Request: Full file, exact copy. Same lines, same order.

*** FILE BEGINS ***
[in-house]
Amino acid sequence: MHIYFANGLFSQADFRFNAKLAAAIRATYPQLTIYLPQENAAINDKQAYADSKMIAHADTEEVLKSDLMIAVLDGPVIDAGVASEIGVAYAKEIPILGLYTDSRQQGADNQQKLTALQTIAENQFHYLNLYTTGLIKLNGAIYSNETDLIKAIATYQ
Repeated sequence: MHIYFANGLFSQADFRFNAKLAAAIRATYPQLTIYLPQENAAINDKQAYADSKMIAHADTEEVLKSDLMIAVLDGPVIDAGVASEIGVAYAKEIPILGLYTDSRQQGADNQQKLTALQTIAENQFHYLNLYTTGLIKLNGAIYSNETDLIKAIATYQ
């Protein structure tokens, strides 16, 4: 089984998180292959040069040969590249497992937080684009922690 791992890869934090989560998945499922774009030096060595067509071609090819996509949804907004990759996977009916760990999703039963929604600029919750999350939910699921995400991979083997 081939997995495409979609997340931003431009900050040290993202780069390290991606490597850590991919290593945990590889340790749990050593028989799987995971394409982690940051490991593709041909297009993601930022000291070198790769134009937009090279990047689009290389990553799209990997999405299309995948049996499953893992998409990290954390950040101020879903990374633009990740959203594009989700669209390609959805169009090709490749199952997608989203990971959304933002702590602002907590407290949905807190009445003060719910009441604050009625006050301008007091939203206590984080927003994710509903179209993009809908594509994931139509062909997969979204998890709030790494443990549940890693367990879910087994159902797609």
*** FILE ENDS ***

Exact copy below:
[in-house]
Amino acid sequence: MHIYFANGLFSQADFRFNAKLAAAIRATYPQLTIYLPQENAAINDKQAYADSKMIAHADTEEVLKSDLMIAVLDGPVIDAGVASEIGVAYAKEIPILGLYTDSRQQGADNQQKLTALQTIAENQFHYLNLYTTGLIKLNGAIYSNETDLIKAIATYQ
Repeated sequence: MHIYFANGLFSQADFRFNAKLAAAIRATYPQLTIYLPQENAAINDKQAYADSKMIAHADTEEVLKSDLMIAVLDGPVIDAGVASEIGVAYAKEIPILGLYTDSRQQGADNQQKLTALQTIAENQFHYLNLYTTGLIKLNGAIYSNETDLIKAIATYQ
């Protein structure tokens, strides 16, 4: 089984998180292959040069040969590249497992937080684009922690 791992890869934090989560998945499922774009030096060595067509071609090819996509949804907004990759996977009916760990999703039963929604600029919750999350939910699921995400991979083997 081939997995495409979609997340931003431009900050040290993202780069390290991606490597850590991919290593945990590889340790749990050593028989799987995971394409982690940051490991593709041909297009993601930022000291070198790769134009937009090279990047689009290389990553799209990997999405299309995948049996499953893992998409990290954390950040101020879903990374633009990740959203594009989700669209390609959805169009090709490749199952997608989203990971959304933002702590602002907590407290949905807190009445003060719910009441604050009625006050301008007091939203206590984080927003994710509903179209993009809908594509994931139509062909997969979204998890709030790494443990549940890693367990879910087994159902797609």